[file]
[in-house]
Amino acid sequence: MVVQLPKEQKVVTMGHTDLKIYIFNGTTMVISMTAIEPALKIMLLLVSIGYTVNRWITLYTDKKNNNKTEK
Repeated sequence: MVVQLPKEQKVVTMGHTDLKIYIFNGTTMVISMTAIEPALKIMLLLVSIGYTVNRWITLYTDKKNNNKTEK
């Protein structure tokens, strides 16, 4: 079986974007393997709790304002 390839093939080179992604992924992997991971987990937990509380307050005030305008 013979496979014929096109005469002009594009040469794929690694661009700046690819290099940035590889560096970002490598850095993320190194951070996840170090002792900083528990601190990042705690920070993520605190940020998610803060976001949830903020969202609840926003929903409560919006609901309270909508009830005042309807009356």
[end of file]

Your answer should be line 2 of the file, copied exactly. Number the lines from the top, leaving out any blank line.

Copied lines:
Amino acid sequence: MVVQLPKEQKVVTMGHTDLKIYIFNGTTMVISMTAIEPALKIMLLLVSIGYTVNRWITLYTDKKNNNKTEK